As Target races against Walmart to voluntarily raise its minimum wage to $15 per hour, we’re reminded that upward fluctuations in the price of low-skilled labor are more than possible without the blunt interference of government control (and its deleterious side effects).
Even still, critics will predictably proclaim that such changes are far too little, too late, arguing that the government plays a valuable role in accelerating these developments when employers fall short.
Or, as one of economist Don Boudreaux’s graduate students recently put it: “Isn’t it true that employers sometimes have enough power to keep pay too low for workers?” In such instances, surely government has answers.
Yet such a perspective requires us to believe that the government has far more knowledge and foresight than it actually has, which results in giving it far more power than it deserves. As Boudreaux aptly reminds us: “Government isn’t god.”
Of course reality is riddled with individual situations, spread out across locales and time, when wages for some workers could be forced up by an all-knowing god without inflicting harm on any of those workers – that is, with all of the costs of the higher wages paid for by their currently too-powerful employers. Reality is also, no doubt, riddled with individual situations in which wages are, by the same standard of perfection, too high: in such situations god could force down the wages of those currently too-powerful workers and thereby improve the economic welfare of employers and consumers. Indeed, reality is riddled with all manner of imperfections that god could correct in order to increase human welfare.
But government isn’t god. Government possesses neither god’s omniscience nor god’s benevolence. If government is not to be a tool of special interests and tyrants, it must be constituted to operate, not as we would want a benevolent superior being to govern us, but as a rule-bound agent. And one rule that has repeatedly proven its worth is that prices and wages set on markets – especially on markets in which there are no government-erected barriers to the entry of either sellers or buyers – work over time far better than government-set or constrained prices and wages to improve the lives of market participants, including workers.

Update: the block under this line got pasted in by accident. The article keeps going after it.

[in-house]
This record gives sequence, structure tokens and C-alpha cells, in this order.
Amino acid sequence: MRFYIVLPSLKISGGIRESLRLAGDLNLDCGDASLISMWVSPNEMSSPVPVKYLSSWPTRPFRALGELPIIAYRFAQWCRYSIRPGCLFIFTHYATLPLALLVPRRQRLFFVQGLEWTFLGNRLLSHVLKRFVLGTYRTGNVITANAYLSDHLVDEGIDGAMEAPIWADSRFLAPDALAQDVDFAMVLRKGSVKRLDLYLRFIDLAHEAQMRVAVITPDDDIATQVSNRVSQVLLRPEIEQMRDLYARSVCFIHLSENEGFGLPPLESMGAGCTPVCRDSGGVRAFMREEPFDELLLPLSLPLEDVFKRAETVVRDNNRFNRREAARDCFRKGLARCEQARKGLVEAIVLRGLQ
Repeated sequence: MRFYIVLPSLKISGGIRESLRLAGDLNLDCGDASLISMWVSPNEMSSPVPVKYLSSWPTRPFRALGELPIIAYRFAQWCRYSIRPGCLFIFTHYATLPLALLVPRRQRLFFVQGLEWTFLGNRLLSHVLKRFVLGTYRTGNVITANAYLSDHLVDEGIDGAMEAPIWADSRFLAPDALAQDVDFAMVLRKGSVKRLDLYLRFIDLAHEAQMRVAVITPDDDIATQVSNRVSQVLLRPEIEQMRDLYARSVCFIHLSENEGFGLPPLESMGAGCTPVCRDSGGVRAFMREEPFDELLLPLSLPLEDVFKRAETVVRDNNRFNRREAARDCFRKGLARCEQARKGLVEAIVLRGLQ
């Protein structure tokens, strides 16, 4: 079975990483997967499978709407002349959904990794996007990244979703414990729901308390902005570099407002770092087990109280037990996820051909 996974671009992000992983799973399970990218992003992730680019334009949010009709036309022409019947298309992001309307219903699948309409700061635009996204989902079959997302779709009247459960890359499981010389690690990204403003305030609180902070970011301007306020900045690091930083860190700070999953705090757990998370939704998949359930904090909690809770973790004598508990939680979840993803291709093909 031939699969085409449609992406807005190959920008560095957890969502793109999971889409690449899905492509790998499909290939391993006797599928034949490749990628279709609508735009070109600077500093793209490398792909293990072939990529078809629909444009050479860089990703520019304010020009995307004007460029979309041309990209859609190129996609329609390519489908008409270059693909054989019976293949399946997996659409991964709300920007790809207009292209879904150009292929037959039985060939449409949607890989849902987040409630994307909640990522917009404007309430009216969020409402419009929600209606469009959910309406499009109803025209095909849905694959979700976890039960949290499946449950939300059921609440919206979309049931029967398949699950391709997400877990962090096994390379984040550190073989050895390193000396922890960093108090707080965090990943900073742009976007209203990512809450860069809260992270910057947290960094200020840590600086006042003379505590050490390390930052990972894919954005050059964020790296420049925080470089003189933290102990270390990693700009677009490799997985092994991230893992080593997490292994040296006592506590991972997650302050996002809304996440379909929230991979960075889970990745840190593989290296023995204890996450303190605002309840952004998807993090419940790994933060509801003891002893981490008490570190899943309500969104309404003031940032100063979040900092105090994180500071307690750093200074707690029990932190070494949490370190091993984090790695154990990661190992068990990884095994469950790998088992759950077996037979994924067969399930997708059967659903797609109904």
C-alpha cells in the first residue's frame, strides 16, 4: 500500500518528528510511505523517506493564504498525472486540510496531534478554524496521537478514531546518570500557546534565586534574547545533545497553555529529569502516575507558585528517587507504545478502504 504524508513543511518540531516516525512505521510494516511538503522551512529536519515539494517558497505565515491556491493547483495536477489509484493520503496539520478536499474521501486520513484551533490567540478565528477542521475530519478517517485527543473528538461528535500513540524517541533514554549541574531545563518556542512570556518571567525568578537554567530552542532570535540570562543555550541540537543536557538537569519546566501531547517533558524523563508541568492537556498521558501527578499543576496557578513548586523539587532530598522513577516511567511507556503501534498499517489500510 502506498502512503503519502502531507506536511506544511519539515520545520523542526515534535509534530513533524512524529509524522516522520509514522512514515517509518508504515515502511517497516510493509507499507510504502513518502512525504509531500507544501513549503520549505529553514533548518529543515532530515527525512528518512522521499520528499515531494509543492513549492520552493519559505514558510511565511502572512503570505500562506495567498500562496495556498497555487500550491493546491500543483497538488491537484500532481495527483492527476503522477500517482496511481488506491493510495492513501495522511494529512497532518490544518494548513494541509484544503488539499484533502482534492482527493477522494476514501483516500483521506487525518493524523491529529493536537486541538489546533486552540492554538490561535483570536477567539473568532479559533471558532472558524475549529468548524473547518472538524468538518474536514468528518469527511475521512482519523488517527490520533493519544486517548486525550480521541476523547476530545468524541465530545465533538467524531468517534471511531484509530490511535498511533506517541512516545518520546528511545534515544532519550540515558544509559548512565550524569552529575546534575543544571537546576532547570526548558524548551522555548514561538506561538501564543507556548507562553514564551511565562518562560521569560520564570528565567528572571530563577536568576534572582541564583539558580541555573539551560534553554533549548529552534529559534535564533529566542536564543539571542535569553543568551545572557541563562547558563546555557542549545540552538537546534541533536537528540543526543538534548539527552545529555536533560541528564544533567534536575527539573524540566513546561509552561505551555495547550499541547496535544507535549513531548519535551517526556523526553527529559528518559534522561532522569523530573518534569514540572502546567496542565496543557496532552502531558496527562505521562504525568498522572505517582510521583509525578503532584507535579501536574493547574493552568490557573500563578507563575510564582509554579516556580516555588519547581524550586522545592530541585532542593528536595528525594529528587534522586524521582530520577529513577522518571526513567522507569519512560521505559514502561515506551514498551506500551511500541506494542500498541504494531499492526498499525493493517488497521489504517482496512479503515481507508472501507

This is typically where the debate stops or stays: arguing over the merits of an all-knowing government vs. all-knowing employers.
But if government isn’t god, and if corporations and business owners aren’t gods, is there anything we can do to pursue a “proper price” or a “just wage”? Is our only option to simply “let the market work”?
Throughout all of this, we should remember that “market signals” are simply signals, the discernment of which requires wisdom, human conscience, and, for Christians, fellowship with our Creator. When we think about the intersection of work and wages, “listening to the market” is simply a starting point.
In Work: The Meaning of Your Life, theologian Lester DeKoster explores these “twin tracks” of work and wage, noting that the proper bridge will not be built by arbitrary government edict, but by the art of “executive stewardship,” driven by God-given responsibility and God-directed conscience. “Work and wage draw together at the point where conscience functions,” he writes, “that is to say, work and wage tracks coalesce in persons making executive decisions.”
When we inhibit the freedom of the human conscience, an inhibition of the economic order is sure to follow.
Those who set wages have an “awesome obligation,” DeKoster writes, and their consciences must balance a host of factors — similar to those mentioned by Boudreaux — each pushing toward a variety of goals, including (1) the best product, (2) the best working conditions, (3) the best wage for everyone involved, and (4) “reflecting the best efforts at every job, to be sold at the lowest price compatible with the requirements.”
“As Christian business owners and wage-setters, we may not be ‘gods,’ but we’d do well to heed transcendent signals, whether through basic ethics or human conscience or active prayer or spiritual discernment.” As DeKoseter explains:
The twin tracks of work and wage do not meet, and cannot be scientifically related. They are bridged by morality, not by mathematics. And it is in the self-sculpting choices of wage and price scales that managers must make the twin tracks merge — under the all-seeing eye of God. It is here that justice, as defined by the will of the Creator and revealed in his Word, comes to bear upon the economy.
The executive who seeks to avoid responsibility for his choices by seeming to let the market, or what the traffic will bear, or what necessity will oblige employees to accept become his conscience is in fact putting his choices in the service of idols—and idolatry is no more acceptable to God in board rooms and executive suites than it is in the shadowed temples of paganism. Setting wages and prices, while keeping an industry or business sound and healthy, is far from easy. Failures occur. But conscience sets before managerial executives the goal of the ideal sketched above, challenging them to make their wage and price decisions with an eye fixed on justice. Such decisions sculpt selves destined for beatitude.
For Christians, our focus has to remain on the bigger picture — economic, social, spiritual, and otherwise — and that task requires freedom, properly understood. As we fight for the same freedoms as Boudreaux, let’s remember that whatever victories we achieve are where active and attentive “executive stewardship” actually begins.